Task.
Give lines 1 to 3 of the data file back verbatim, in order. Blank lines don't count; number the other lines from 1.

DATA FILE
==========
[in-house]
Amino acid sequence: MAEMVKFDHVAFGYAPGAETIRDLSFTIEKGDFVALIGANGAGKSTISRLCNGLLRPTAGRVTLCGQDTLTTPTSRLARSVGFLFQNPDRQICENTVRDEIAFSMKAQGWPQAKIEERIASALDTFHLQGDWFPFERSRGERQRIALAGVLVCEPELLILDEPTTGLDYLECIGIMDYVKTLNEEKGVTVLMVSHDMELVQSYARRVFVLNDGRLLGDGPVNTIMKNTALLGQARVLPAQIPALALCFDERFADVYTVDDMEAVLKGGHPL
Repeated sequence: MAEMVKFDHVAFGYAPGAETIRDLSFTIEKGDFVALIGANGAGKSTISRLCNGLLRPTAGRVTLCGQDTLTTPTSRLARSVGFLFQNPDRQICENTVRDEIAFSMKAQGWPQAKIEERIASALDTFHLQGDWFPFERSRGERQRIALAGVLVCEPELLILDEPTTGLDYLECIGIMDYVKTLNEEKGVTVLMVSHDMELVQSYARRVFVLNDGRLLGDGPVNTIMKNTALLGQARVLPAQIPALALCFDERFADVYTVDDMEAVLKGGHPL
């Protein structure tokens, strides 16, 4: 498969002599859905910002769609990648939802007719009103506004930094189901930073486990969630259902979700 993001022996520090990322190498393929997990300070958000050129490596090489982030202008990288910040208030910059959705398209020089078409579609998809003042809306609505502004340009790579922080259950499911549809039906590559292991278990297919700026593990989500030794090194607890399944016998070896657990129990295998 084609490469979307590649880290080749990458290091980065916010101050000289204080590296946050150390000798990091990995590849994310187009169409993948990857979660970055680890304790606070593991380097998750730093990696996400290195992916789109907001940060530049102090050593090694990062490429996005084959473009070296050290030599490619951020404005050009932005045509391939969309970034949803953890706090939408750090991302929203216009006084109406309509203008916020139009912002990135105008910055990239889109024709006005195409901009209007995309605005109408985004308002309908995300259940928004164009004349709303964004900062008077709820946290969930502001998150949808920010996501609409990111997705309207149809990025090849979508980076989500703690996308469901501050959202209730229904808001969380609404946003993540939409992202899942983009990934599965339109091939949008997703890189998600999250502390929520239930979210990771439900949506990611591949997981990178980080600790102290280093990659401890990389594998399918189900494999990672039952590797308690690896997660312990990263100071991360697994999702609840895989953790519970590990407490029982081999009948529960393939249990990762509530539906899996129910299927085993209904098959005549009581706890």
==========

[in-house]
Amino acid sequence: MAEMVKFDHVAFGYAPGAETIRDLSFTIEKGDFVALIGANGAGKSTISRLCNGLLRPTAGRVTLCGQDTLTTPTSRLARSVGFLFQNPDRQICENTVRDEIAFSMKAQGWPQAKIEERIASALDTFHLQGDWFPFERSRGERQRIALAGVLVCEPELLILDEPTTGLDYLECIGIMDYVKTLNEEKGVTVLMVSHDMELVQSYARRVFVLNDGRLLGDGPVNTIMKNTALLGQARVLPAQIPALALCFDERFADVYTVDDMEAVLKGGHPL
Repeated sequence: MAEMVKFDHVAFGYAPGAETIRDLSFTIEKGDFVALIGANGAGKSTISRLCNGLLRPTAGRVTLCGQDTLTTPTSRLARSVGFLFQNPDRQICENTVRDEIAFSMKAQGWPQAKIEERIASALDTFHLQGDWFPFERSRGERQRIALAGVLVCEPELLILDEPTTGLDYLECIGIMDYVKTLNEEKGVTVLMVSHDMELVQSYARRVFVLNDGRLLGDGPVNTIMKNTALLGQARVLPAQIPALALCFDERFADVYTVDDMEAVLKGGHPL